Personally I would speculate that within a fairly short period of time an extra couple of arrows will be added to your excellent diagram: academics tell government and publishers to get knotted. However, I would also speculate that there will be something of a race between the development of the get-knotted attitude and the flip side of Gold OA: the likely financial abandonment of the IR infrastructure that would support the activity. It won't have escaped the notice of the funders that in paying upfront for Gold OA they are essentially giving publishers several thousand a pop to provide 'sustainable' ongoing access to research outputs, sustainable here being defined as 'it hasn't failed yet'. Presumably relevant funding bodies are already wondering why anyone would pay for an institutional repo as well. Why wrestle with the (soluble) problems of distributed infrastructure when one can cut the Gordian knot by abandoning it and outsourcing it to somebody else?

      The obvious IR funders probably wouldn't say this right now. They are not saying much about much. But from the point of view of central govt: they've put their mates in publishing in charge of open access provision; why would they support the ragtag piecemeal alternative too? Of course this could be entirely incorrect. However, it looks as though it's going to be a very tough time for existing open access infrastructure, which may need to fall back on local and regional university-level support for the get-knotted agenda to become a reality.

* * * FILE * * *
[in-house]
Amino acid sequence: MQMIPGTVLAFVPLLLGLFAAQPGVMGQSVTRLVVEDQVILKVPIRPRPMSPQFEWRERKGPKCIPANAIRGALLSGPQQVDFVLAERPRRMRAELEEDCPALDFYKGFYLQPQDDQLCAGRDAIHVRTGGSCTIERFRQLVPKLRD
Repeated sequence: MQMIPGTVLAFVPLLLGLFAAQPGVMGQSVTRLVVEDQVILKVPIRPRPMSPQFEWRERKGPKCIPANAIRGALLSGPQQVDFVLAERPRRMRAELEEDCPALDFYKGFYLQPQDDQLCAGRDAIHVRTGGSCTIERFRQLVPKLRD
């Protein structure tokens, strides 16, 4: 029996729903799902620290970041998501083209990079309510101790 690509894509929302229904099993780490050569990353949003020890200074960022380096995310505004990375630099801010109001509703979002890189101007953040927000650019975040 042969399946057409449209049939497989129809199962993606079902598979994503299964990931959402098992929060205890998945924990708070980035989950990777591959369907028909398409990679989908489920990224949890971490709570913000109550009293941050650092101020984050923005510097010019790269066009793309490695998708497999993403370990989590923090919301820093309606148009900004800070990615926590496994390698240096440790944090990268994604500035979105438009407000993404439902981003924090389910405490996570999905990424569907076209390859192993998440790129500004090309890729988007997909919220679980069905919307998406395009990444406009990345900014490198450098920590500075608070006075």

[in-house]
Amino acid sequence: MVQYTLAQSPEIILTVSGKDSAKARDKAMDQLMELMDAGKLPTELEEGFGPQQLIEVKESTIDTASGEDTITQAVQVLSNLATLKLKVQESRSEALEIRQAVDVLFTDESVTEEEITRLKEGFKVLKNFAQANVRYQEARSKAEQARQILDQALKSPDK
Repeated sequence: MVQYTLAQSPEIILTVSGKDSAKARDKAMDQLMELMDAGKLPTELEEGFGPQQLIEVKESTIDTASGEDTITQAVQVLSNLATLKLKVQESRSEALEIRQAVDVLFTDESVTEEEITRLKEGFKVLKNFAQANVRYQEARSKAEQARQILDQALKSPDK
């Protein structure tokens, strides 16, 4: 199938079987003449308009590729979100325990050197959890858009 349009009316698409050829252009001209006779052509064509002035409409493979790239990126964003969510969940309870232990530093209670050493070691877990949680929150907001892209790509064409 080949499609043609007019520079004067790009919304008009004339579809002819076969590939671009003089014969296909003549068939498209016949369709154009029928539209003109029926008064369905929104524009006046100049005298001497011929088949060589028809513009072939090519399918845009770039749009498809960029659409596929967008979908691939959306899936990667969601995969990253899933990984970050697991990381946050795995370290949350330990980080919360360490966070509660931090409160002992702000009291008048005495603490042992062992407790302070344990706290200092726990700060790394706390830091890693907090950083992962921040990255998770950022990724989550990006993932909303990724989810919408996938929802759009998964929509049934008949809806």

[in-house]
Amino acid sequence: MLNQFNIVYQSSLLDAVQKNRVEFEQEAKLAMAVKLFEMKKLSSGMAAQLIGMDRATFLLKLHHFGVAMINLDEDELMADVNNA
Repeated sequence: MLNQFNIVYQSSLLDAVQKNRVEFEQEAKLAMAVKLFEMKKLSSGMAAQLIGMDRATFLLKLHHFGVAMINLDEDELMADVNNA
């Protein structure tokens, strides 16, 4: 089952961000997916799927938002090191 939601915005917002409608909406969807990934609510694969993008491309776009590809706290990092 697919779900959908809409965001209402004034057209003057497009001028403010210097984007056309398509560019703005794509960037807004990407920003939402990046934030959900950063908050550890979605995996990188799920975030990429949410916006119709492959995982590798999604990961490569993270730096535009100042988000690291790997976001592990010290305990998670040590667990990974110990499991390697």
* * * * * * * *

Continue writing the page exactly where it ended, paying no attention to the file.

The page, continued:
We shall see...

    3. "However, governments don't have to play nice with publishers" <-- THIS.

      That is precisely the point, and the reason I am so desperately disappointed with the recent House Of Lords inquiry into open access.

  2. Ah, I should have said up front. I absolutely agree that so-called "publishers", who in fact inhibit publication as their business, are our enemies. I am taking it as a given that we can expect no help from them, and will have to overcome hindrances.

    The problems I listed above are in a sense more unfortunately, because they're the ones imposed by our friends. And I am afraid that "enough do"/"enough are" really doesn't cut it. If OA isn't for everyone, then we haven't achieved the freedom that is its primary aim.

    (I would like to see single, gigantic and properly resourced mega-repository -- something like arXiv -- for ideally all the research in the world, but if not that then at least all the research in the UK.)